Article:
When my heart breaks, I come. When fears ransack, I seek out this solitude. “Here I am,” I whisper Isaiah’s ancient words. “Send me.”

So much of my time I spend searching for my calling “out there somewhere” I can never seem to reach. All the while taking for granted this greater calling that’s much closer to home.

Stillness helps me embrace motherhood, to rest into this calling of diapers and dishes. The practice of quiet grounds me with God’s purposes for me in the present.

Waiting on God helps give birth to the fruit of the Spirit in me. Show me a home that can function without love, joy and peace?

I’m learning to rest in this calling of motherhood. I’m learning to look past the work and the exhaustion of a job that never ends, because in the serving I catch a glimpse of the kingdom of God.

You know the one that appears sideways to us turned-around sinners? The one where the humble are exalted and the foolish teach the wise.

In the bowing low of motherhood I see how we’re most alive when we’re dead to self. I see how the real work is not in the doing, but in the quietness of believing.

Do you remember what Jesus told the over-zealous disciples who were eager to find out how to do the “greater works?”

“Jesus told them, ‘This is the only work God wants from you: Believe in the one he has sent’” (John 6:29 NLT).

Stillness can give birth to a beautiful belief.

And when we purpose to listen somehow we carry the stillness with us back into our chaos.

Bench photo credit

Grass photo credit

Rain photo credit

Quitting My Media Habit Cold Turkey

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Media consumes my day, scribbling in the margins of my life.

I know I’m not alone.

An October study found Americans swallow up a whole 11 hours per day of various forms of media ranging from texting to radio. This same study predicts American’s appetite will average 15 hours a day by next year.

I feel the effects on my attention span. My young children tax my brain enough already, so I decided to take a drastic step to reclaim my mind. I set aside the remote and started a one month media fast.

Could you do it? I struggled through, and I already feel myself thinking clearer and praying more.

I feel a little like Cinderella once her fairy godmother poofed onto the scene, but instead of a gown and carriage, I’ve been given the gift of time. Three hours more per day descends on me like a package out of the sky in the form of no television, movies, Facebook or fiction.

So with this newfound gift of time, I accomplish more. I have even started this blog I’ve been meaning to get to for years. Without the distraction of TV, I brainstormed a book I want to write.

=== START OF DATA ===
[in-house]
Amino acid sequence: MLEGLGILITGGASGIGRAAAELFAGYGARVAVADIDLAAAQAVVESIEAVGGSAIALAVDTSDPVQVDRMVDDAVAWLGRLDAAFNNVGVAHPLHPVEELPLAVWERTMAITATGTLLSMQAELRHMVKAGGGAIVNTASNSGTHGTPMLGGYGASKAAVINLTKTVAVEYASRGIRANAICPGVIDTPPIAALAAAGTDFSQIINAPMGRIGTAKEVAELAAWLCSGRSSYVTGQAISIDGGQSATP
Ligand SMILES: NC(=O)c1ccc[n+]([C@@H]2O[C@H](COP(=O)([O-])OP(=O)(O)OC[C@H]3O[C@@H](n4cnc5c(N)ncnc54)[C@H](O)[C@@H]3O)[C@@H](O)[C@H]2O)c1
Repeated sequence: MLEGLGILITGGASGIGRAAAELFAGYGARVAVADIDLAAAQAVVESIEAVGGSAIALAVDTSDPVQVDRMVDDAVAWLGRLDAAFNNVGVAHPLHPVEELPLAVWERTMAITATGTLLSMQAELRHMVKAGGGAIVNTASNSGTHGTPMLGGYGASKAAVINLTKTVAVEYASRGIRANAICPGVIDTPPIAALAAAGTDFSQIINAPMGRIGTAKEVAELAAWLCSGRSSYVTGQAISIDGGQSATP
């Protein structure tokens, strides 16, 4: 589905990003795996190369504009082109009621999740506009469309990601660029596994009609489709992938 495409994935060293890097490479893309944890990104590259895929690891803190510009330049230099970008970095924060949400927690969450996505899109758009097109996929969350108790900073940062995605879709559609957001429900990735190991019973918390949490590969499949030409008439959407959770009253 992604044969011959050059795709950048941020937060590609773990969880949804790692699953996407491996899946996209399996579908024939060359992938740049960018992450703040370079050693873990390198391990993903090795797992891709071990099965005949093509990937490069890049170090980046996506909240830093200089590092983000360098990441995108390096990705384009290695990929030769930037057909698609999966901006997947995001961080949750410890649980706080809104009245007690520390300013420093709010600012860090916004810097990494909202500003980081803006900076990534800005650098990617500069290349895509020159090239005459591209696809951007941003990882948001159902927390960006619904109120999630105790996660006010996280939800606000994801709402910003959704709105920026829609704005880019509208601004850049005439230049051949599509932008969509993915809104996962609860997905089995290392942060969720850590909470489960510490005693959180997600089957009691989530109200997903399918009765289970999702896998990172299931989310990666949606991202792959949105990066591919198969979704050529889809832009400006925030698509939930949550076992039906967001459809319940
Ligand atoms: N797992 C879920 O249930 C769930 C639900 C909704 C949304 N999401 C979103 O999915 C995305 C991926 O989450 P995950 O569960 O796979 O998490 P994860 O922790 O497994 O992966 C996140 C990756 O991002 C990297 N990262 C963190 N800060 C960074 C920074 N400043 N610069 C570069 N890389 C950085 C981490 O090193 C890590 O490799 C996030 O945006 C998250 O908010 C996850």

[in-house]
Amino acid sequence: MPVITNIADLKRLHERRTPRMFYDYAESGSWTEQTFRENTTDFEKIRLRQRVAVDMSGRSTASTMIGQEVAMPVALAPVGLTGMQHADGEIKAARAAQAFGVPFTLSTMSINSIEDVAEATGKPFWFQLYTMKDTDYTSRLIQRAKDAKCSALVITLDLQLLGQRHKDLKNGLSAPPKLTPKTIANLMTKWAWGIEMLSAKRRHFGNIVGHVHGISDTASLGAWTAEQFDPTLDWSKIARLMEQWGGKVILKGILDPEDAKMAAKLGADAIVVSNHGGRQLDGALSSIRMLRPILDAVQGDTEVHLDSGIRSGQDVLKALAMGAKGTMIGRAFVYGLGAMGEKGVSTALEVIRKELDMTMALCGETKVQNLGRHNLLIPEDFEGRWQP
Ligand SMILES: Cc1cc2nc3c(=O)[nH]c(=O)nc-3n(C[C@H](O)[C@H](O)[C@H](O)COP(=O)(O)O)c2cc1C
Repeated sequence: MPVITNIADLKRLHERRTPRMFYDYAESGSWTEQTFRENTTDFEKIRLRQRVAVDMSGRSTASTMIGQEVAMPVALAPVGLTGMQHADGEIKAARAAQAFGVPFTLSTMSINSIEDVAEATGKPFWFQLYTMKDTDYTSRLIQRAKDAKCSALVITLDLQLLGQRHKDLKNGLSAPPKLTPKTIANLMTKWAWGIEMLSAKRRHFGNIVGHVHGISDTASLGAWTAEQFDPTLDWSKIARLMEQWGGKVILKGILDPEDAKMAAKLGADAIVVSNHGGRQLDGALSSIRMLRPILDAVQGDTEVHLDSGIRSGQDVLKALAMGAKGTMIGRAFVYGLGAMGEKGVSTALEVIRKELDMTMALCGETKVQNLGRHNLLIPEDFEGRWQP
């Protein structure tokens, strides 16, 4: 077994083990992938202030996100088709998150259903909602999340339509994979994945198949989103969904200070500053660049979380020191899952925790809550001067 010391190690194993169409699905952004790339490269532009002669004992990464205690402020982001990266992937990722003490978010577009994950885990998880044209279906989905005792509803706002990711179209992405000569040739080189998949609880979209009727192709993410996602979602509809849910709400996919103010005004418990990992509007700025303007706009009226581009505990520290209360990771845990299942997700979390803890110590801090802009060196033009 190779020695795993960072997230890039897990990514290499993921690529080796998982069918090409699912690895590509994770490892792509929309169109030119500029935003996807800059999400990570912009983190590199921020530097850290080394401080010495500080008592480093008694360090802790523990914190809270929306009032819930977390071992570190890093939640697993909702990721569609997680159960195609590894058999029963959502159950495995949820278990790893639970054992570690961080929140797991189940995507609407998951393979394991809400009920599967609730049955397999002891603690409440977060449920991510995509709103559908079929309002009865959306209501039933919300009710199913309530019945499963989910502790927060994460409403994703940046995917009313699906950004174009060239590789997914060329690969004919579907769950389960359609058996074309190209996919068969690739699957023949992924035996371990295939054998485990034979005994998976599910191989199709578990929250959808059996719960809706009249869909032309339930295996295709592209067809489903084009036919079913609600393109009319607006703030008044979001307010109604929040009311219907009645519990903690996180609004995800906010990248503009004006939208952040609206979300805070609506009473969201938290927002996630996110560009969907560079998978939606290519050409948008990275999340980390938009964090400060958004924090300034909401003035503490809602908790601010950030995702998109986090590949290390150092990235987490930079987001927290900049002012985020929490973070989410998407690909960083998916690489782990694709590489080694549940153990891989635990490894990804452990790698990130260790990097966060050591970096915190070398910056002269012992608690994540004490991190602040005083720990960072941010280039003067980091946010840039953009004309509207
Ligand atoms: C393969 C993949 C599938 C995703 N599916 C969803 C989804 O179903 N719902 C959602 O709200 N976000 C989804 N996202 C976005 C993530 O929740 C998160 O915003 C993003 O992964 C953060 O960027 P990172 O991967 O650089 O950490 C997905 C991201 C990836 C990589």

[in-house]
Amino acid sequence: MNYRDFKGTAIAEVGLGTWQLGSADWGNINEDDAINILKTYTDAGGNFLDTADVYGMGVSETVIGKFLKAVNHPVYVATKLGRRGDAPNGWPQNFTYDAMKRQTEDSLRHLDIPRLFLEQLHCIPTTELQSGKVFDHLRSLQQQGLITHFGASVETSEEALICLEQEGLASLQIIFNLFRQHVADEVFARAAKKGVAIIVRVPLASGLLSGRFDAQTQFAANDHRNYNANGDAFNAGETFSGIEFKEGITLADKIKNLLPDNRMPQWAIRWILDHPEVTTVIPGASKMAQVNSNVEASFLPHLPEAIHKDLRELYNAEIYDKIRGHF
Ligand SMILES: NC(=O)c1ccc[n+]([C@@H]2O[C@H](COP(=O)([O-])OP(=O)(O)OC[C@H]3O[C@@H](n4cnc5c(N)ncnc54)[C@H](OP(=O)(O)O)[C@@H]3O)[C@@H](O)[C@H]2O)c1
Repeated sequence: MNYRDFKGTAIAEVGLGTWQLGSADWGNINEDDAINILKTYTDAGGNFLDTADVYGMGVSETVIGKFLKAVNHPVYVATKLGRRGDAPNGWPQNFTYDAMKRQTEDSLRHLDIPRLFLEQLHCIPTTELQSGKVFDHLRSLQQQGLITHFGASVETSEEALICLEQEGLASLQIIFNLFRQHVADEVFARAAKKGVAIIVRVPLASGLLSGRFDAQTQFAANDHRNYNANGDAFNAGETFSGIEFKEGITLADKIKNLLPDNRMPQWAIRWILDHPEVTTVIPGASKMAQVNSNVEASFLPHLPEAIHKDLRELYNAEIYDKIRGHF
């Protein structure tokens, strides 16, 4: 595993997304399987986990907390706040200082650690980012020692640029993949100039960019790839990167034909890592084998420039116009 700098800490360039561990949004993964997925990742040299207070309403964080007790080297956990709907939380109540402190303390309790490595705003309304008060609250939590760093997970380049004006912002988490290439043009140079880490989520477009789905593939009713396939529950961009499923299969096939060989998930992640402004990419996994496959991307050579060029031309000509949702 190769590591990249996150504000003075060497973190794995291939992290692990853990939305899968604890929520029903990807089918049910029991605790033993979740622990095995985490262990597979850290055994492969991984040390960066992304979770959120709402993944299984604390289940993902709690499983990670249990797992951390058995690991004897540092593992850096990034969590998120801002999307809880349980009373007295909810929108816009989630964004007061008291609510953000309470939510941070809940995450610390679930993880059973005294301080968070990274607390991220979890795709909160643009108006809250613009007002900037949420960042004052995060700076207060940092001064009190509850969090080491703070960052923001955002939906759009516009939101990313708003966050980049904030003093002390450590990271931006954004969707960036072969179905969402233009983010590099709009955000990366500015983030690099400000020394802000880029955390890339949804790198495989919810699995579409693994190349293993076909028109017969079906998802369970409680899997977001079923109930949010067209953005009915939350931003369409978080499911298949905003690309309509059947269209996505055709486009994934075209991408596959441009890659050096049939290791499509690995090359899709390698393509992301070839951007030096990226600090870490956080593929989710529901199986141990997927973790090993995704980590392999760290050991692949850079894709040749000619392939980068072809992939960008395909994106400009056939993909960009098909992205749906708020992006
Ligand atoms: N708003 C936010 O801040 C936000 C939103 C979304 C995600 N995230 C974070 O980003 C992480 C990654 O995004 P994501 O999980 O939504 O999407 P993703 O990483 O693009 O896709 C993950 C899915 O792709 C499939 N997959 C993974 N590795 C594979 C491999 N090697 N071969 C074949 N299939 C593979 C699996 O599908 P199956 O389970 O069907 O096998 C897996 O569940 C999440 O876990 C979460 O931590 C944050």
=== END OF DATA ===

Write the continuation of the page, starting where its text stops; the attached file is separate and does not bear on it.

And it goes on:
As a reward in itself, I study the Bible and exercise once the kids visit lullaby land. Quitting my media routine redeems 8:30-11:30 p.m. Every. Single. Day.

Replacing a bad habit with a good one is the only way to avoid returning to the foul habit, so I read every day, juggling between two or three different books.

Reading sharpens my thinking and speech. Conversations come easier, and I pause less often to think. My language and vocabulary have improved, and all the reading sharpens my writing.

I don’t check my Facebook feed five times a day anymore. This hones my focus to accomplish the tasks before me. You might still find me wondering around my kitchen trying to remember what I was doing, but my memory improves daily.

As far as TV goes, I don’t miss it at all. Most of the time I only sit in front of the tube to spend time with the Kenyan. He winds down. We hold hands and laugh with each other at the jokes. Sitting with the Kenyan I miss, but the mindless TV I will skip in the future.

Movies I definitely miss. A good movie is art. I will add movies back into my schedule once I make more progress on the blog and book.

Fiction I will add back into my media diet but avoid the meaningless novels cluttering my library. Instead I’ll focus on classics, bestsellers and historical fiction.

I pick up fiction second only after my head goes numb to nonfiction. This is when AMC’s Walking Dead would tempt me, but I will turn to fiction much more after seeing the benefits I’ve reaped so far.

Have you ever gone to sleep Sunday night and wondered, what happened to the weekend?

Before quitting my media habit, I often asked myself this. So the next weekend I would set out to rest more intentionally spending more time on the couch with my remote, but rest never comes.

Instead, TV arrests me and I end up serving it. True rest comes from erasing the extra media scrawled into the margin of my life.

No longer a slave to media, my mind can rest, explore and think freely. I bless the day I found the freedom to turn it off. Now I can rest.